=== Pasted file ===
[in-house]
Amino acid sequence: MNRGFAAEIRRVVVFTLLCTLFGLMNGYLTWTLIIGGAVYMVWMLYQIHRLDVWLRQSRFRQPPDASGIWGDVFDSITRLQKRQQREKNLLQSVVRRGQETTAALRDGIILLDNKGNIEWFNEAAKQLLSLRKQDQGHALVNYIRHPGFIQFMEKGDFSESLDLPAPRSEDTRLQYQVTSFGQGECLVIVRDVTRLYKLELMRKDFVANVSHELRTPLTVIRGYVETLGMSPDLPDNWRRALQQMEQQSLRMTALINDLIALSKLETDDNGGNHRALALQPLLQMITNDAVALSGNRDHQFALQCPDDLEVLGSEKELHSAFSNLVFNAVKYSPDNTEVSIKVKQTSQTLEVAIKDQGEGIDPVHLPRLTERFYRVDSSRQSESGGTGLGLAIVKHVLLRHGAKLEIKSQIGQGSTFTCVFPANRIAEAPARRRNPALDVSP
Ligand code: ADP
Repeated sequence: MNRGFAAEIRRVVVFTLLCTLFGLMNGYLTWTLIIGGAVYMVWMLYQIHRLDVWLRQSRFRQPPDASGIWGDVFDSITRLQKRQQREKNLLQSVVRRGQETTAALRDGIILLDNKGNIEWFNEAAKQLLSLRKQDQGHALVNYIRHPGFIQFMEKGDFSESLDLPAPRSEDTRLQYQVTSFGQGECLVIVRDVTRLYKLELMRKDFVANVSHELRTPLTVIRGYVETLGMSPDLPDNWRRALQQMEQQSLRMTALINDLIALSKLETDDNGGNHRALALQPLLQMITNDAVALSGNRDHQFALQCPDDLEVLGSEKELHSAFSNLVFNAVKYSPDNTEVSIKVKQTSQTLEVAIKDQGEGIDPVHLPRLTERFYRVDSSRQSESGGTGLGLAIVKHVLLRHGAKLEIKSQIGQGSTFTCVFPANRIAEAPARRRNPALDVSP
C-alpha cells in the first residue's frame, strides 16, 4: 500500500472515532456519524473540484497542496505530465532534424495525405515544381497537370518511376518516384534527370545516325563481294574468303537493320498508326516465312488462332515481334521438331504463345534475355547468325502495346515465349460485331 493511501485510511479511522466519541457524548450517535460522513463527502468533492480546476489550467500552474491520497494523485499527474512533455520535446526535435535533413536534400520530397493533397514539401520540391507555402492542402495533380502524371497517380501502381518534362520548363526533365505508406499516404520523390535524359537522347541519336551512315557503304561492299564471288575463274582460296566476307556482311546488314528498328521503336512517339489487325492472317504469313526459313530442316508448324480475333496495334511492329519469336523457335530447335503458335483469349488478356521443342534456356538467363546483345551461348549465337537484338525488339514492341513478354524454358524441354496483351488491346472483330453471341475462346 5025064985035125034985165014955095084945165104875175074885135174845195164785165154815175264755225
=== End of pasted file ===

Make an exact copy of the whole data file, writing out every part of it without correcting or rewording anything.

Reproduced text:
[in-house]
Amino acid sequence: MNRGFAAEIRRVVVFTLLCTLFGLMNGYLTWTLIIGGAVYMVWMLYQIHRLDVWLRQSRFRQPPDASGIWGDVFDSITRLQKRQQREKNLLQSVVRRGQETTAALRDGIILLDNKGNIEWFNEAAKQLLSLRKQDQGHALVNYIRHPGFIQFMEKGDFSESLDLPAPRSEDTRLQYQVTSFGQGECLVIVRDVTRLYKLELMRKDFVANVSHELRTPLTVIRGYVETLGMSPDLPDNWRRALQQMEQQSLRMTALINDLIALSKLETDDNGGNHRALALQPLLQMITNDAVALSGNRDHQFALQCPDDLEVLGSEKELHSAFSNLVFNAVKYSPDNTEVSIKVKQTSQTLEVAIKDQGEGIDPVHLPRLTERFYRVDSSRQSESGGTGLGLAIVKHVLLRHGAKLEIKSQIGQGSTFTCVFPANRIAEAPARRRNPALDVSP
Ligand code: ADP
Repeated sequence: MNRGFAAEIRRVVVFTLLCTLFGLMNGYLTWTLIIGGAVYMVWMLYQIHRLDVWLRQSRFRQPPDASGIWGDVFDSITRLQKRQQREKNLLQSVVRRGQETTAALRDGIILLDNKGNIEWFNEAAKQLLSLRKQDQGHALVNYIRHPGFIQFMEKGDFSESLDLPAPRSEDTRLQYQVTSFGQGECLVIVRDVTRLYKLELMRKDFVANVSHELRTPLTVIRGYVETLGMSPDLPDNWRRALQQMEQQSLRMTALINDLIALSKLETDDNGGNHRALALQPLLQMITNDAVALSGNRDHQFALQCPDDLEVLGSEKELHSAFSNLVFNAVKYSPDNTEVSIKVKQTSQTLEVAIKDQGEGIDPVHLPRLTERFYRVDSSRQSESGGTGLGLAIVKHVLLRHGAKLEIKSQIGQGSTFTCVFPANRIAEAPARRRNPALDVSP
C-alpha cells in the first residue's frame, strides 16, 4: 500500500472515532456519524473540484497542496505530465532534424495525405515544381497537370518511376518516384534527370545516325563481294574468303537493320498508326516465312488462332515481334521438331504463345534475355547468325502495346515465349460485331 493511501485510511479511522466519541457524548450517535460522513463527502468533492480546476489550467500552474491520497494523485499527474512533455520535446526535435535533413536534400520530397493533397514539401520540391507555402492542402495533380502524371497517380501502381518534362520548363526533365505508406499516404520523390535524359537522347541519336551512315557503304561492299564471288575463274582460296566476307556482311546488314528498328521503336512517339489487325492472317504469313526459313530442316508448324480475333496495334511492329519469336523457335530447335503458335483469349488478356521443342534456356538467363546483345551461348549465337537484338525488339514492341513478354524454358524441354496483351488491346472483330453471341475462346 5025064985035125034985165014955095084945165104875175074885135174845195164785165154815175264755225